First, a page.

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Recently I’ve had the opportunity to get out and about to speak with local businesses and shop owners – and it’s been a real eye-opener.
From those seemingly empty shops that are dong “exceptionally well” in business, to those ready to give up the ghost because our High Streets have changed, I have learned so much in the last few weeks it has surprised me.
To be honest, I didn’t really give it much thought until recently, but our High Streets have changed from what they were years ago.
Gone are the boutique shops and butchers and in come trendy cafes and restaurants. As one shop owner I spoke with told me, “You can’t buy a cup of coffee on the internet, can you?”
I was certain you could, but I knew the point she was making.
Changing times for the High Street
The internet has changed people’s shopping habits massively. Now that places like Amazon can get orders out within just a few hours, our ‘want it now’ culture has been (almost) fully satisfied.
And with talk of driverless cars and drones delivering our goods, there might even come a time when we never need set foot outside our homes again – unless it catches fire of course.
I recall seeing a TV programme a number of years ago where a journalist took part in a social media experiment. Her aim was to stay indoors for two weeks and survive only on what she could buy online.
She bought a bed and duvet/sheets to sleep in, a TV to watch, a microwave oven, kettle and toaster, food and toiletries….you get the point. And survive she did.
But in a way I find this quite sorrowful. There are a few small villages near me that have a real community spirit about them; what a shame it would be if the day came when the villagers don’t know each other’s names or that the dishy vet at number 5 is having it away with the Peters’ eldest daughter.
You can bank on it
And the more I research and talk to people, the more I see how high streets have changed. In my local town a lot of pop-up shops, cafes and restaurants have opened up, while we’ve seen the loss of things like the local deli shop, shoe shops and giftware outlets.
The supermarket giants like Tesco haven’t helped in facilitating the independents – now that you can practically buy everything you need in them, why would the majority of time-strapped shoppers choose to spend more time out and about when they can just buy everything in one place?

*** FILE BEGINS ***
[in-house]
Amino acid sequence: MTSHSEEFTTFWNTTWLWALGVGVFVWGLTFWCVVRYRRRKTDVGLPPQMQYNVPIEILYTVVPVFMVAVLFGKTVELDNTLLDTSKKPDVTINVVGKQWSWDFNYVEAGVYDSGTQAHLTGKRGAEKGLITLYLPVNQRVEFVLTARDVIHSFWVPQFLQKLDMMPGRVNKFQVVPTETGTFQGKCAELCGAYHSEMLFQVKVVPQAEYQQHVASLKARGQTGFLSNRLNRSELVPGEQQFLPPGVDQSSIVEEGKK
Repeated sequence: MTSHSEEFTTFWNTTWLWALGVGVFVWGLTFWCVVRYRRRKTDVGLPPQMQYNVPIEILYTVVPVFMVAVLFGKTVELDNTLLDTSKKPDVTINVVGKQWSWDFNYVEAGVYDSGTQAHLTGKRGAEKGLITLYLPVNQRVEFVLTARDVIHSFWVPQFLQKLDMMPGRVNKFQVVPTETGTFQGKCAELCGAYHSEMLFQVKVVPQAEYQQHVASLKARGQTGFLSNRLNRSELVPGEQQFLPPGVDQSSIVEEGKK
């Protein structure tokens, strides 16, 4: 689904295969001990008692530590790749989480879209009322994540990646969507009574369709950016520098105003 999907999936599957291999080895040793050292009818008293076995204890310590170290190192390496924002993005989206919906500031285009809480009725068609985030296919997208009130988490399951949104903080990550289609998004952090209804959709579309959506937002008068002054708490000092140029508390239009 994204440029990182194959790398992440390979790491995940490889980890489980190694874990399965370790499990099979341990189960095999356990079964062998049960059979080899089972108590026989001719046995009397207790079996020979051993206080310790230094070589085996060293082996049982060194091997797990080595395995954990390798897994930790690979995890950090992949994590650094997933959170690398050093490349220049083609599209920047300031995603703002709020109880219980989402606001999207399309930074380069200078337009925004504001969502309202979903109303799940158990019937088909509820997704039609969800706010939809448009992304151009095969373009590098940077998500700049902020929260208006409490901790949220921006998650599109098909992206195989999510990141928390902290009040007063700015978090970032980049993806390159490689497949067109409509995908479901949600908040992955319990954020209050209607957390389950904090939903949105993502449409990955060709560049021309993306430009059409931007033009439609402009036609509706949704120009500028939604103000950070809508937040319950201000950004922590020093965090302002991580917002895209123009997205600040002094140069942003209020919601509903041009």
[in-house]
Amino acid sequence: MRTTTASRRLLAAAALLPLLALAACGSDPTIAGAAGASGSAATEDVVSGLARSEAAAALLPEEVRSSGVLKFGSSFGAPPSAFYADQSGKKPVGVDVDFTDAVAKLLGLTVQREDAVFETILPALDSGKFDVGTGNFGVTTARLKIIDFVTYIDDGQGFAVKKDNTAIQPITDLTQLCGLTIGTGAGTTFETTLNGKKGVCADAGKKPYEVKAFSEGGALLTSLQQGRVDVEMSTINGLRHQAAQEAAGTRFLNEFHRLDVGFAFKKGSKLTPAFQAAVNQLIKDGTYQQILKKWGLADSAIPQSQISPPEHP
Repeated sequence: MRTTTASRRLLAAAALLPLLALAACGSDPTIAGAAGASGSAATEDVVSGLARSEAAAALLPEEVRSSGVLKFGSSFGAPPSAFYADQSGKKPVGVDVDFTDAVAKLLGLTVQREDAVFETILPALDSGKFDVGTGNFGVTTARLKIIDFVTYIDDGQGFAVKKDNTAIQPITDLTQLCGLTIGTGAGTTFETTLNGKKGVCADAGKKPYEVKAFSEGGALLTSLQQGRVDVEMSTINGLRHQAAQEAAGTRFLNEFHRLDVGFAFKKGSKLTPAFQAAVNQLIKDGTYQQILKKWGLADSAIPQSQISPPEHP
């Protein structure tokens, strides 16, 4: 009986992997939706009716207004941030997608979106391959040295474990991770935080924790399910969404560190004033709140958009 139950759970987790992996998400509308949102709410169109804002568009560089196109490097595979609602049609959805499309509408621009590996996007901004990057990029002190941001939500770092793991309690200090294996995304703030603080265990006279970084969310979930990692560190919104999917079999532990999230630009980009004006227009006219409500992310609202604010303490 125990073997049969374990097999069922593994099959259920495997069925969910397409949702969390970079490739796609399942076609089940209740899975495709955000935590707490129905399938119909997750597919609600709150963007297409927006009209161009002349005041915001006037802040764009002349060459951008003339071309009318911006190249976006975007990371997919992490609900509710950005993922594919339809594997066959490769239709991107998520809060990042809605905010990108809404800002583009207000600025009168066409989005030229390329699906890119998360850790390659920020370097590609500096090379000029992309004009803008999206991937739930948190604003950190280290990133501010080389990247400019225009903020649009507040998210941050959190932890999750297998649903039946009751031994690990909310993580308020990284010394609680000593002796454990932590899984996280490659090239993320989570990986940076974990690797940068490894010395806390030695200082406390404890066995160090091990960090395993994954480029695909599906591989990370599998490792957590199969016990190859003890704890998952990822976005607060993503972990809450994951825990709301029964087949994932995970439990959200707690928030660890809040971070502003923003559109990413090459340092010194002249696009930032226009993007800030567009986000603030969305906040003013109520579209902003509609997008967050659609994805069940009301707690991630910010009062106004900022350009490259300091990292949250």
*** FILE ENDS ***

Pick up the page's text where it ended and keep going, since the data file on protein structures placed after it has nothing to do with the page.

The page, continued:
I met one shop owner, a dry cleaners, who complained that the level of footfall had dropped in the town because of one reason – the bank closures.
According to him, the town had once had three banks, which then dwindled down to two – a Natwest and a Barclays. Then last year we lost both of them in close succession. One had been transformed into a trendy wine bar and the other had become a florist.
I was surprised that he put diminishing footfall levels down to the banks. I wondered why most people didn’t do their banking online.
Take myself as an example. I have mobile banking with Santander; if I receive a cheque I can put it ‘in the hole in the wall’ and if I want my PIN changed that’s also something I can do without the help of a cashier. In fact, apart from withdrawing a very large amount of money, there’s nothing I can’t do either online, on my phone or at the automatic cash dispenser for my day-to-day living.
And I’m not a millennial either – I’m in my mid-40s and I’ve had to learn how to do these things because I can see how much easier they have made my life.
So why would the bank closures see people refuse to pop down to our local town? They haven’t stopped me. Surely the supermarkets are a bigger draw than having a bank? And we also have a dentist, a dry cleaners, a convenience store/newsagents…
If the dry-cleaners had told me that the closure of the local Post Office had lost a lot of shoppers to the bigger town, I would have believed him. It somehow seems harder (and more hassle) to send a parcel from home than it does at the Post Office, but the Post Office was still going strong.
There’s little doubt that our changing habits and lifestyles affect the things we buy and shop for locally. We’ll always need the cafes and restaurants to meet friends and enjoy family celebrations, and we’ll always need supermarkets to grab a pint of milk on the way home from work.
But it’s also nice to browse in a charity shop, grab a last minute gift for a friend’s birthday or pop into the travel agents to treat yourself to a cheeky spa weekend.
So although I’m open to change – and can embrace most of our rapidly changing buying habits, too much change wouldn’t be great. Besides, when I’m out and about, it’s surprising how many people I bump into for a quick chat and catch up – and that’s something I’d definitely miss.
What would you miss about not being able to ‘shop local’?